It’s also important to time the intervention for the family’s sake. It can be very difficult for parents, siblings, or older children to accept the fact that a loved one has a substance abuse problem, and they need to be ready for a difficult conversation in the intervention. The friends and family who plan to participate in the intervention should talk amongst themselves well before the intervention to work through any outstanding issues before they bring them to the discussion table. It may also be a good idea to build up to the intervention by having one-on-one conversations with the person struggling with addiction. This can help set the groundwork and let the person know others care about what is happening so he or she doesn’t feel blindsided or attacked when the intervention happens.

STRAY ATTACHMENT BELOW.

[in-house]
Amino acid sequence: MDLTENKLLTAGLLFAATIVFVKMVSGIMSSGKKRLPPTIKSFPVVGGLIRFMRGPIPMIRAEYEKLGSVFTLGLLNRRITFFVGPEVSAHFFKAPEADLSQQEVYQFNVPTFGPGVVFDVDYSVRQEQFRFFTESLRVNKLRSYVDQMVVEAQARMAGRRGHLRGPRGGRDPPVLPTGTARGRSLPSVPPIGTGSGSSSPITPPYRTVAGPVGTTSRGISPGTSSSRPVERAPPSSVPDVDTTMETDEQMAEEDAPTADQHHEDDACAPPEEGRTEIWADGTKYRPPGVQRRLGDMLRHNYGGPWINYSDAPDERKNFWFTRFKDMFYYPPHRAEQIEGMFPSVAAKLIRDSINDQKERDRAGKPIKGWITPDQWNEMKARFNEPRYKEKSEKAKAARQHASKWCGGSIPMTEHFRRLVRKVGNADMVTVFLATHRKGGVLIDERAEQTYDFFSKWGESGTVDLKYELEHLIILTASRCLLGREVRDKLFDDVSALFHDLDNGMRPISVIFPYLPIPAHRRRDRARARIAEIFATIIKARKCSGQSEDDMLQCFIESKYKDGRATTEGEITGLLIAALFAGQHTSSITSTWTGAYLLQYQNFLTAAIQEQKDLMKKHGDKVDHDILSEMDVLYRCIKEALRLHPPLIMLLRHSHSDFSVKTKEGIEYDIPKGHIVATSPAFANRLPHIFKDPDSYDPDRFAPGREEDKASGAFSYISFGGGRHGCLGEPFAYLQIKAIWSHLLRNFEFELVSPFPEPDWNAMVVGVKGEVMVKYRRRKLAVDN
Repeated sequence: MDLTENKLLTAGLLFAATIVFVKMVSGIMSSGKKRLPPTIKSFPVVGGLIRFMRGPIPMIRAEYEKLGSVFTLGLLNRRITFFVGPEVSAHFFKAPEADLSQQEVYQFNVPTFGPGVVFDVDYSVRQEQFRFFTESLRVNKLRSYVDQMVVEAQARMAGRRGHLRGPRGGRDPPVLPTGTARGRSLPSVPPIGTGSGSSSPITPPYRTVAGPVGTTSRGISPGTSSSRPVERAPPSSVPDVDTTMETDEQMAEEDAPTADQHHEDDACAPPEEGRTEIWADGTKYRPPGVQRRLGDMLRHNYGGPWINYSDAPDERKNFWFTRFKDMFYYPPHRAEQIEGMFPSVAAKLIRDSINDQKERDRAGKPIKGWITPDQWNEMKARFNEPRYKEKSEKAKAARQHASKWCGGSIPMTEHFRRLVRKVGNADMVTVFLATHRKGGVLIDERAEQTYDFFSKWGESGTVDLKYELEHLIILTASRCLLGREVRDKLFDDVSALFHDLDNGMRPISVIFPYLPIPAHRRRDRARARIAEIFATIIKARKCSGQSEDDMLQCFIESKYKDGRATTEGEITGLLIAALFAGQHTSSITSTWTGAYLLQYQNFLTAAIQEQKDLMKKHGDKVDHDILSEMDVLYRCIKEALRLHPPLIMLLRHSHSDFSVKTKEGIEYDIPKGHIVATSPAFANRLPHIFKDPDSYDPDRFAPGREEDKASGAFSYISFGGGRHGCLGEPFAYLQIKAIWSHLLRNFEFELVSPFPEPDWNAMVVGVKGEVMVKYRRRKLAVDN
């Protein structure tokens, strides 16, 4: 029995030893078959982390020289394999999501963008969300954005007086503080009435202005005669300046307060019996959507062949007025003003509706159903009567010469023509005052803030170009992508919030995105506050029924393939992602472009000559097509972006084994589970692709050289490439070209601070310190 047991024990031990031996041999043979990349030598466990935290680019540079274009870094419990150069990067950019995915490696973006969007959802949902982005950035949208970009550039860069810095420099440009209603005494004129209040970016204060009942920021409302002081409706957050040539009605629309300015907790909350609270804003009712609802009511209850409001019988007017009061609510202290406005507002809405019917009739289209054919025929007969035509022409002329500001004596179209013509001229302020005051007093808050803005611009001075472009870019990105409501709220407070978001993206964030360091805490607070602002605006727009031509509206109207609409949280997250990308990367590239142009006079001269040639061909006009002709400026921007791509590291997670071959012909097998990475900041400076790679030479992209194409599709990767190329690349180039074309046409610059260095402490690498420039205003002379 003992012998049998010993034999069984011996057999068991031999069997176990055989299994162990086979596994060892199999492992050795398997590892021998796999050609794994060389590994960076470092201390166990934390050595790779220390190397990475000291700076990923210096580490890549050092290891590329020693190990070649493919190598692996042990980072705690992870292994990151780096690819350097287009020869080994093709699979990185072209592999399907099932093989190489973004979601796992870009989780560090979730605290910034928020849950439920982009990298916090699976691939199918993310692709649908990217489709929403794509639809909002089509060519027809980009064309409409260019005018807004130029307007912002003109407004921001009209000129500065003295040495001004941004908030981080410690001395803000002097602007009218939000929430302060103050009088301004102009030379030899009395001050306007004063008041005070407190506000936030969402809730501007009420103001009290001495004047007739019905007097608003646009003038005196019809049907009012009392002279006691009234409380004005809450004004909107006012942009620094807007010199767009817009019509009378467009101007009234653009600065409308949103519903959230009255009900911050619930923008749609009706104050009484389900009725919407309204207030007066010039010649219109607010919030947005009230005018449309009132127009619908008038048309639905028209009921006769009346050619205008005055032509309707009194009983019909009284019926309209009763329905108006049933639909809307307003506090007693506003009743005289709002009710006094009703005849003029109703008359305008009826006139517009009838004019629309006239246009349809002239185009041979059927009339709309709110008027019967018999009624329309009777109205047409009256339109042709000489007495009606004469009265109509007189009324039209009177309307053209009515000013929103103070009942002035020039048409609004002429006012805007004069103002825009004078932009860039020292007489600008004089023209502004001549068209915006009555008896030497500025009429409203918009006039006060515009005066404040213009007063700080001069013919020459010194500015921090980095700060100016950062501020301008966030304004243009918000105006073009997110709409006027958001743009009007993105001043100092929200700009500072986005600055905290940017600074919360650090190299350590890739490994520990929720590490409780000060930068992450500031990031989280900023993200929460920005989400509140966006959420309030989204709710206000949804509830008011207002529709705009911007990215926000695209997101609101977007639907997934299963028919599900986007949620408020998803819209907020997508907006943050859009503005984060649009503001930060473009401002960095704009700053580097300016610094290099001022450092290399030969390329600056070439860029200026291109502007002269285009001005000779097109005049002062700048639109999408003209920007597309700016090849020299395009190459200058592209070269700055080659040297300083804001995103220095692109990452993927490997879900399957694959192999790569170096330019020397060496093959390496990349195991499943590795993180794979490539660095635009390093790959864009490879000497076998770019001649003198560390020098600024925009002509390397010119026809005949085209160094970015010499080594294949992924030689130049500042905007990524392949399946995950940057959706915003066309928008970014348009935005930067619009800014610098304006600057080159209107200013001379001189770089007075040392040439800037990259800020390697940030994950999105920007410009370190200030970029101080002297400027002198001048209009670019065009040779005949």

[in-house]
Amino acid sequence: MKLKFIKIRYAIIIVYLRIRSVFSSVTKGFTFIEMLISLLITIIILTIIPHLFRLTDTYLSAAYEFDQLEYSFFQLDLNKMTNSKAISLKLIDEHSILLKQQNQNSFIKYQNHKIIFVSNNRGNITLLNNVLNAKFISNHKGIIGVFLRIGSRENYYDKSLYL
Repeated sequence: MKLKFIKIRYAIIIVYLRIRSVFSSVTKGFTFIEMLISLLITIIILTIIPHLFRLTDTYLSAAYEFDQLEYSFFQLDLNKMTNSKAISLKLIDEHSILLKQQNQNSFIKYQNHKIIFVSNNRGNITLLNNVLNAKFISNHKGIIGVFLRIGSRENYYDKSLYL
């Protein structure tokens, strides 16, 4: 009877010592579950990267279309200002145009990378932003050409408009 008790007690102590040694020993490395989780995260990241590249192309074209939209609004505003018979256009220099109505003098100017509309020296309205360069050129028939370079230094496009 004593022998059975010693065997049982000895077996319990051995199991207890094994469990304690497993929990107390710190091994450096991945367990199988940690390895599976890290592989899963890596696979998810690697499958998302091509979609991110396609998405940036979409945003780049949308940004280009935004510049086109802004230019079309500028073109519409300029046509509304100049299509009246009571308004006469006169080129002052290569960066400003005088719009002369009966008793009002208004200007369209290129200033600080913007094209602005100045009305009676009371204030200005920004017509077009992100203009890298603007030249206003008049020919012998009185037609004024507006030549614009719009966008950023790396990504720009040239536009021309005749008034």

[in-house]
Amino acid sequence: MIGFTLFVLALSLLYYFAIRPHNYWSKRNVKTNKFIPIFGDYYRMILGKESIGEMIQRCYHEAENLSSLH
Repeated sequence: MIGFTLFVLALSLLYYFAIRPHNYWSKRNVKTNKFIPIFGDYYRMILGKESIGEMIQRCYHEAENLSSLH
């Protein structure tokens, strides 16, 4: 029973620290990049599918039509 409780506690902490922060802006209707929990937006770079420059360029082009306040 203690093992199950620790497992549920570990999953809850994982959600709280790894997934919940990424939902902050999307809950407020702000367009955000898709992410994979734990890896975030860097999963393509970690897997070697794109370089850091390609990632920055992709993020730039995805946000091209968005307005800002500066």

Those participating in the intervention also need to recognize their roles do not end at the intervention. It’s crucial to have a follow-up plan for after the intervention. The follow-through should include plans for handling rehab and supporting the struggling person through this very difficult time. Many interventions fail because after the conversation, the participants don’t have a plan for what to do next, and the person struggling with addiction may assume this is a sign they don’t really care about what happens to him or her. Drug addiction support for a struggling loved one should extend from the first stages of the intervention all the way through aftercare and sober living after rehab.
Best- And Worse-Case Scenarios After An Intervention